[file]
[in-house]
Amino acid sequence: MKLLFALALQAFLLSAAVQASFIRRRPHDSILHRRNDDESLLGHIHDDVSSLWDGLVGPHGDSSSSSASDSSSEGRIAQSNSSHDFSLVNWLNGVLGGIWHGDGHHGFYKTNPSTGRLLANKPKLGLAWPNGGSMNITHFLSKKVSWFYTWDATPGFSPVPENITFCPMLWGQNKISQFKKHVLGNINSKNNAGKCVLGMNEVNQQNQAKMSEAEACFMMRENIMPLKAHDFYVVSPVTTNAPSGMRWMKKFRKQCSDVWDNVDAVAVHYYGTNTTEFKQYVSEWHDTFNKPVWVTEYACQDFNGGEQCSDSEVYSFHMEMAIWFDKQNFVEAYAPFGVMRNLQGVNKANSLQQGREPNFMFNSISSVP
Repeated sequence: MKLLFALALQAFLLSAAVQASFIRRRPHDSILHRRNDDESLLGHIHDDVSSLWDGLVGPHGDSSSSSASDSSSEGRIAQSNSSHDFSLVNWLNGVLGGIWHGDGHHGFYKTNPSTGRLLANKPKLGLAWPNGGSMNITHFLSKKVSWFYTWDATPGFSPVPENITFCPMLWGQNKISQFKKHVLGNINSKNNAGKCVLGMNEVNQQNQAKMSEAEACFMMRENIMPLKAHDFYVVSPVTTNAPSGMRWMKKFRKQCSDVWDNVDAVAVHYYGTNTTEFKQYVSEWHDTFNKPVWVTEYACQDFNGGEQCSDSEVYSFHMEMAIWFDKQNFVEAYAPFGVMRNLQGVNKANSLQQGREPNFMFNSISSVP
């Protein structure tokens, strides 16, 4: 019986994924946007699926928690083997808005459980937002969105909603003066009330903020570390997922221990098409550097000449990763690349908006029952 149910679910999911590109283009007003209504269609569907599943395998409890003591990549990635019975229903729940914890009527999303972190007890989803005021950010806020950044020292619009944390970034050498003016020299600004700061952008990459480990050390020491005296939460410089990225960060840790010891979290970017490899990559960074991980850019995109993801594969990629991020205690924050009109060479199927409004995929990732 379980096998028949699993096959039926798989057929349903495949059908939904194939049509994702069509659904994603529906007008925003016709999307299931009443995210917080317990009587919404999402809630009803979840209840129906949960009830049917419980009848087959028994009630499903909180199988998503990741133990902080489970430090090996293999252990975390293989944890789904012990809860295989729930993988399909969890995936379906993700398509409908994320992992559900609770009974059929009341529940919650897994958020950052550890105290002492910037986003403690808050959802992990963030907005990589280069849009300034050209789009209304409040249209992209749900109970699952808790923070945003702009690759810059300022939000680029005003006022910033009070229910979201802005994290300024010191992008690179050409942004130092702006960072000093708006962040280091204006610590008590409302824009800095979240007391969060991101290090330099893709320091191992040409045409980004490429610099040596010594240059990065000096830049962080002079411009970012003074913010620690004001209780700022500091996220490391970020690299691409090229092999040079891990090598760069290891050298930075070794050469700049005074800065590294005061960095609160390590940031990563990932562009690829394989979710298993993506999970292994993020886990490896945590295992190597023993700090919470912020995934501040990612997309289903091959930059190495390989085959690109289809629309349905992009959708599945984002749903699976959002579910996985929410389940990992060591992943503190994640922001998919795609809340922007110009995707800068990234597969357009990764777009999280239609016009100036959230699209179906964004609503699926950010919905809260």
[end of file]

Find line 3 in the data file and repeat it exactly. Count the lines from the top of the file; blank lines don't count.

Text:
Repeated sequence: MKLLFALALQAFLLSAAVQASFIRRRPHDSILHRRNDDESLLGHIHDDVSSLWDGLVGPHGDSSSSSASDSSSEGRIAQSNSSHDFSLVNWLNGVLGGIWHGDGHHGFYKTNPSTGRLLANKPKLGLAWPNGGSMNITHFLSKKVSWFYTWDATPGFSPVPENITFCPMLWGQNKISQFKKHVLGNINSKNNAGKCVLGMNEVNQQNQAKMSEAEACFMMRENIMPLKAHDFYVVSPVTTNAPSGMRWMKKFRKQCSDVWDNVDAVAVHYYGTNTTEFKQYVSEWHDTFNKPVWVTEYACQDFNGGEQCSDSEVYSFHMEMAIWFDKQNFVEAYAPFGVMRNLQGVNKANSLQQGREPNFMFNSISSVP